The Royal New Zealand Navy and the New Zealand Army will each fire a 21-gun salute on Waitangi Day at midday.
HMNZS WELLINGTON, currently at Waitangi, will fire a gun salute observing the 174th anniversary of the signing of the Treaty of Waitangi. The New Zealand Army’s gun salute at Point Jerningham, Wellington, will observe the 62nd anniversary of the accession of Queen Elizabeth II.
The tradition of firing salutes grew from naval tradition. A warship would fire its cannons until all ammunition aboard was spent, demonstrating it was disarmed and it had no hostile intent. Today all salutes are fired with blank cartridges - be it artillery, ship’s guns, or small arms.
The only permanent saluting battery is at Point Jerningham in Wellington. The battery is made up of four modified 25 pounder guns and is manned by soldiers of the 16th Field Regiment Royal New Zealand Artillery.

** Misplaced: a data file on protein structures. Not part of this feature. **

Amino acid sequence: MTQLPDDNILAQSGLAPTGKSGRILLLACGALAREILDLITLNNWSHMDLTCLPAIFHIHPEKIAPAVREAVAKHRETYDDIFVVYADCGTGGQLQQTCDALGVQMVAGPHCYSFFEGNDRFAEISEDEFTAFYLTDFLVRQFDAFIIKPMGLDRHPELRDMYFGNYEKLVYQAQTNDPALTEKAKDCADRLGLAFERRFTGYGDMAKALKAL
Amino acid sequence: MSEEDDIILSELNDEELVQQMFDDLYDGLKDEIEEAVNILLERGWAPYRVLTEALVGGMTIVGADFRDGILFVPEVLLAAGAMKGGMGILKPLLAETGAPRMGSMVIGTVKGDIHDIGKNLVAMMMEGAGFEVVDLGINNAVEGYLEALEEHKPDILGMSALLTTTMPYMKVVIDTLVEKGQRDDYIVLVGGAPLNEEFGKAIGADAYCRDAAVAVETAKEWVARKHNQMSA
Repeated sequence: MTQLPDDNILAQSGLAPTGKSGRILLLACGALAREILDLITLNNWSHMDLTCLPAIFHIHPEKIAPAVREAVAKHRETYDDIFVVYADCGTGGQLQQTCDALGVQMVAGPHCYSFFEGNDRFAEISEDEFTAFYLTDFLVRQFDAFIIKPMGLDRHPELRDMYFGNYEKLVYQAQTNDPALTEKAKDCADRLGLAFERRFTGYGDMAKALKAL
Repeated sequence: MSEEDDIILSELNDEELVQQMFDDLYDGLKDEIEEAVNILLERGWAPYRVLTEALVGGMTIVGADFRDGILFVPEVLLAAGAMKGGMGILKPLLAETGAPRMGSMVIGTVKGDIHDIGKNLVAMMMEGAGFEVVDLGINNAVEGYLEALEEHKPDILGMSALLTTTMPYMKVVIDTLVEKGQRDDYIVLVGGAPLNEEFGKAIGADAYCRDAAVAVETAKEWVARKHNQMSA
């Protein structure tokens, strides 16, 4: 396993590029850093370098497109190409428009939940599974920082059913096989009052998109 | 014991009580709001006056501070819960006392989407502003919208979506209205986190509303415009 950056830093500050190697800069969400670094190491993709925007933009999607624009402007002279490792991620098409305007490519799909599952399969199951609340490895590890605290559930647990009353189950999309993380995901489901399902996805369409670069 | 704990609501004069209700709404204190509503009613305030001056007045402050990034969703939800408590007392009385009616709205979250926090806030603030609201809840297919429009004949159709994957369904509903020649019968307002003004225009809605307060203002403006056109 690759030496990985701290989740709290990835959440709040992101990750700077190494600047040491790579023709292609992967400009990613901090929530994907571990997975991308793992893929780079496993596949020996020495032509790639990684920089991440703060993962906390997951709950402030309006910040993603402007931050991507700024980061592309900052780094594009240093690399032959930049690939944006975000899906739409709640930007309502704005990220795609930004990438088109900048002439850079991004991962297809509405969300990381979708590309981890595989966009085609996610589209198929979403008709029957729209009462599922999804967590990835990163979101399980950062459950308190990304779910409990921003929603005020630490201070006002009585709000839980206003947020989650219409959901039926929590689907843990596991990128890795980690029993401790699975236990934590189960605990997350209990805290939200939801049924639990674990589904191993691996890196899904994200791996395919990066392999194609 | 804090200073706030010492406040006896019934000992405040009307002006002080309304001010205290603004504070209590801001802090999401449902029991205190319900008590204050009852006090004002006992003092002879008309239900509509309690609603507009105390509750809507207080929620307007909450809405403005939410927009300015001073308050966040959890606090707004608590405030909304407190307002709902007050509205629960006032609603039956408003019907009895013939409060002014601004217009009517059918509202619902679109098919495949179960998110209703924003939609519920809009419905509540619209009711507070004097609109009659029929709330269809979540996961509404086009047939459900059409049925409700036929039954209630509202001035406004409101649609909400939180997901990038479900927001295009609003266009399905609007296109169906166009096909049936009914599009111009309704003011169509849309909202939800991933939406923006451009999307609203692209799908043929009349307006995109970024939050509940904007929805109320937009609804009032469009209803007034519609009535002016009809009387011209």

Currently, the battery is used for five pre-planned salutes each year, marking occasions related to the Royal Family. In addition, the battery has fired salutes in support of state welcomes (usually conducted at Government House), official welcomes and ceremonies conducted at Parliament Buildings and salutes to visiting warships.
The battery is situated in a natural amphitheatre and members of the public are welcome to witness the salutes.
For more information, contact Defence Communications Group on 021 487 980.